Blood tests that can diagnose breast cancer are no longer a pie-in-the-sky idea.
Scientists say in coming years, these tests, so-called liquid biopsies, could reveal whose breast cancer has been cured and whose is likely to return. Eventually, the tests could change the way most cancer is diagnosed and treated.
The possibility emerged when an ultra-specific blood test was approved by the U.S. Food and Drug Administration this year to detect gene mutations in people with the most common type of lung cancer, allowing those with the mutation to be treated with a life-sustaining drug.
"Application of this technology is so wonderful," said Dr. Pasi Janne, a spokesman for the American Association for Cancer Research who has been researching such tests' uses for lung cancer patients. "Simply being able to examine blood to see what's happening and use that to guide therapy is great."
Liquid biopsies look for specific gene mutations from molecules shed into blood. Ideally, results would come faster and more easily than those from traditional tissue biopsies, and they would direct treatments, show how therapies are working, identify cancer likely to recur and someday even find cancer during a routine physical.
Scientists say more of these types of tests are years off, if they ever are developed. But hundreds of trials have launched to investigate liquid biopsies use for a range of cancers, according to a database maintained by the National Institutes of Health.
Among the largest may be one led by Johns Hopkins' Sidney Kimmel Comprehensive Cancer Center that includes 14 institutions. It is seeking to determine if some breast cancer patients are cured after a round of chemotherapy. This would spare them from surgery and radiation and the associated time, discomfort and expense.
Doctors typically give patients all three therapies because they don't know whose cancer will recur.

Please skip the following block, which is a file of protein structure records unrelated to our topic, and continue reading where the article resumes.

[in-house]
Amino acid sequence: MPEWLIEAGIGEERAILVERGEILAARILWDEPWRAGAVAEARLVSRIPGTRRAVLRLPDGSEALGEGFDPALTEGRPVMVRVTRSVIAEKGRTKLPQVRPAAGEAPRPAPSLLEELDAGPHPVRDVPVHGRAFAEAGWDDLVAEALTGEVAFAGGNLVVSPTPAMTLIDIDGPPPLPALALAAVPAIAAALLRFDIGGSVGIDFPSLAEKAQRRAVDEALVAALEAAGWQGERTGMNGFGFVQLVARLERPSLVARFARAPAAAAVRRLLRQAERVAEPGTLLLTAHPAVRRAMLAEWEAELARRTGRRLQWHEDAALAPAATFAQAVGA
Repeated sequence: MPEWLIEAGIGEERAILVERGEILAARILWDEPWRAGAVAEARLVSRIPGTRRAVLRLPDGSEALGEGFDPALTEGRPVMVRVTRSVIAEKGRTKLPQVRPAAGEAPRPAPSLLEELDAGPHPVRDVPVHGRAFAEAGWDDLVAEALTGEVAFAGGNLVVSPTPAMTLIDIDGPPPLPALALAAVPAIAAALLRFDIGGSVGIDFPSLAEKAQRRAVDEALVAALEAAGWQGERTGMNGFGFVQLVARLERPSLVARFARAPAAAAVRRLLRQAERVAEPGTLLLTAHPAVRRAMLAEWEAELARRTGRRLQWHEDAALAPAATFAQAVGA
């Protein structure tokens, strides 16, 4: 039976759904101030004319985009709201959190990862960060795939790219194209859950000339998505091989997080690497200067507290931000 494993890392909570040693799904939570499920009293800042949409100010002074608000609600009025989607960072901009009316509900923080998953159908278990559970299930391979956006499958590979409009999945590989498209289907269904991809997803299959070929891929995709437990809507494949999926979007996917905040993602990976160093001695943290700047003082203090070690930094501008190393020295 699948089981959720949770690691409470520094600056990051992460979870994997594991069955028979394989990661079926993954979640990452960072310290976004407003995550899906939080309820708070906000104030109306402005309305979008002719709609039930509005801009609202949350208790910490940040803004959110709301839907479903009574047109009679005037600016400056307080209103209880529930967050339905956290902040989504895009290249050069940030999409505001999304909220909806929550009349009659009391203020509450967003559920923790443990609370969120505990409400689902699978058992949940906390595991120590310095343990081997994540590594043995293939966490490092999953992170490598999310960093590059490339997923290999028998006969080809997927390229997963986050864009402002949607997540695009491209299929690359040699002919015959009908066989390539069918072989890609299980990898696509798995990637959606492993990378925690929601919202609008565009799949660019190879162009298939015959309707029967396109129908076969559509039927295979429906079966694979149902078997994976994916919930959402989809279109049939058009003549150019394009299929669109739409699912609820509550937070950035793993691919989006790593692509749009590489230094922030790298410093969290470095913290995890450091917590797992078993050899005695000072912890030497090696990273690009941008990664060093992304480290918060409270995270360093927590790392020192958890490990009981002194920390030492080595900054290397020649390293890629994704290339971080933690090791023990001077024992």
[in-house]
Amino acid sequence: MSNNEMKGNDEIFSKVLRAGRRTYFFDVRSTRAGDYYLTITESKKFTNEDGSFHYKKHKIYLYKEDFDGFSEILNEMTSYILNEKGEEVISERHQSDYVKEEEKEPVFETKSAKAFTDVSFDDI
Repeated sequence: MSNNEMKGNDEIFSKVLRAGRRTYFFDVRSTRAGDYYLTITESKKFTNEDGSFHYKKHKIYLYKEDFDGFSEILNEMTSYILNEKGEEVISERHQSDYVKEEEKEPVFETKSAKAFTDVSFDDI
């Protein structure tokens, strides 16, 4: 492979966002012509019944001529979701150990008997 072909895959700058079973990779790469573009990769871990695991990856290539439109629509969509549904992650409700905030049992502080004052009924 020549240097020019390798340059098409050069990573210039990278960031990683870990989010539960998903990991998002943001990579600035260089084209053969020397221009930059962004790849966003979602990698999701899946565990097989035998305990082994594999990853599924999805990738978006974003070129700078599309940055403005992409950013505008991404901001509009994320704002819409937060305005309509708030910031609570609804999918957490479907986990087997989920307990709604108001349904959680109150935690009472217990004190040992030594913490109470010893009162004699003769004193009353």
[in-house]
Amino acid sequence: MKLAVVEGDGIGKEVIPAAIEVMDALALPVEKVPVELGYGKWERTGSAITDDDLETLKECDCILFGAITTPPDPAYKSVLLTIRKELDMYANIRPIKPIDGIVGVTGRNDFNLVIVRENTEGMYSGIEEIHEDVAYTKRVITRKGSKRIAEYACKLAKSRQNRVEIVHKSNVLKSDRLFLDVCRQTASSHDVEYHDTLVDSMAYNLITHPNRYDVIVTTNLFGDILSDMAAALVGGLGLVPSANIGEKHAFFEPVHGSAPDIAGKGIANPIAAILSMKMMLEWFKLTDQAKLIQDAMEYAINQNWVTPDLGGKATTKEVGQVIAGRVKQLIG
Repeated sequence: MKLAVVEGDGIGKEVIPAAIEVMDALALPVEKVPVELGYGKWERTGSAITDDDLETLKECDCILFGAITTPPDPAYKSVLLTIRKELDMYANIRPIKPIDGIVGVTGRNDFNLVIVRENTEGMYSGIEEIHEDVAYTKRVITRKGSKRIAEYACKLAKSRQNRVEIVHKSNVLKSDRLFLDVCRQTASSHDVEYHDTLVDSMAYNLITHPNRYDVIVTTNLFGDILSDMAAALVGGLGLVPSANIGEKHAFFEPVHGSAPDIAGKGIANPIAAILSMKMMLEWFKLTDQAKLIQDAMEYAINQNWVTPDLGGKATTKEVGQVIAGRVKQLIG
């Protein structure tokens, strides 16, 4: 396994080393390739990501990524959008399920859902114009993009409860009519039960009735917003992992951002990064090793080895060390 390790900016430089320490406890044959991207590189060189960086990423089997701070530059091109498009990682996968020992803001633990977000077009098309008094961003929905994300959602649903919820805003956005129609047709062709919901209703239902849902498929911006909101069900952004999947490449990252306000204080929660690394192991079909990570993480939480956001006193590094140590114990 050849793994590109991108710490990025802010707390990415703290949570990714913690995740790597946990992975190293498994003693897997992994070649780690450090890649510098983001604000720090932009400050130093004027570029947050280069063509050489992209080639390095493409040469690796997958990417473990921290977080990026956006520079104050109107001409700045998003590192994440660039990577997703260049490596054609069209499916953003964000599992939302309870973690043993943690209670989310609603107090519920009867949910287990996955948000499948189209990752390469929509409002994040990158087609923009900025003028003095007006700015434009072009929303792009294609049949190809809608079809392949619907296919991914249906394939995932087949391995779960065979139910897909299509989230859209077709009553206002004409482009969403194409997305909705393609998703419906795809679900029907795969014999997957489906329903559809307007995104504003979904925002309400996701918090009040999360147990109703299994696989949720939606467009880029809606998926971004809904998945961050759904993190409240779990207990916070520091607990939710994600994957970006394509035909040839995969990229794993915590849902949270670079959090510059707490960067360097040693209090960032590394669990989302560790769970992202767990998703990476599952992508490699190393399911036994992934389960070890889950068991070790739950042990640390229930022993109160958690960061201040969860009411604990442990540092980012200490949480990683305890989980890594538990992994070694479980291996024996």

"We have to prove our marker is that good to deny life-saving treatment," said Dr. Ben Ho Park, a Hopkins associate professor of oncology helping lead the test. "The test will hopefully allow us to say, if you got chemo and you have clear blood, you're done. You're cured."
The study involves women with two types of breast cancer that can be aggressive, triple negative and HER2-positive, and that have spread.
Kelly McNeal, a 36-year-old mother of two, was one of the first volunteers at Hopkins. She said one woman in eight is diagnosed with breast cancer, and she wanted to help them learn what they face, even if it's not a cure.
McNeal hoped researchers would be able to use blood tests to learn who doesn't need extra layers of treatment, but also to help diagnose those with breast cancer in the first place. After her irregular mammogram in August, it took more than a week for her to schedule a traditional biopsy, in which a piece of breast tissue is removed and examined under a microscope, and learn the results.
"I had to wait over Labor Day weekend, and my whole weekend it's all I focused on," said McNeal, a pharmacy technician from Hanover, Pa., who will soon begin chemotherapy for her triple-negative breast cancer at Greater Baltimore Medical Center.
"Once you know, you can put your mind around it and say, 'I've got this, I can take steps, I'm going to fight,'" she said.
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Scientists say combining a blood test with a mammogram to diagnose cancer may be possible. Detecting any kind of cancer in a routine physical would be more problematic.
Scientists consider early detection to be the holy grail, said Steven A. Soper, a professor of biomedical engineering and chemistry at the University of North Carolina, Chapel Hill and a founder of BioFluidica, a firm developing technologies to isolate genetic markers in blood.
Soper, Park and Janne, a senior physician at the Dana-Farber Cancer Institute in Boston, all warned of big hurdles.
Not all cancers have readily identifiable markers, and spotting those that do exist in large volumes of blood is a challenge — though one that has been overcome in the lung cancer test, for example. Tests in the works now focus on more advanced cancer because there are more genetic mutations to find.
If tests can be developed, Soper said, some would be practical, such as with breast or colon cancer. Those with specific markers in their blood would be sent for follow-up. Other tests would have even more profound effects, such as in detection of ovarian or pancreatic cancer, which are usually advanced when they are discovered and hard to treat.
"There are over 100 cancer-related diseases and each has challenges and differences, and some might be easier to develop tests for," Sopor said. But he said that the liquid biopsy for lung cancer, a second similar lung cancer test approved last month, and the one in the works for breast cancer show "this is no longer pie-in-the-sky. It's coming into practice."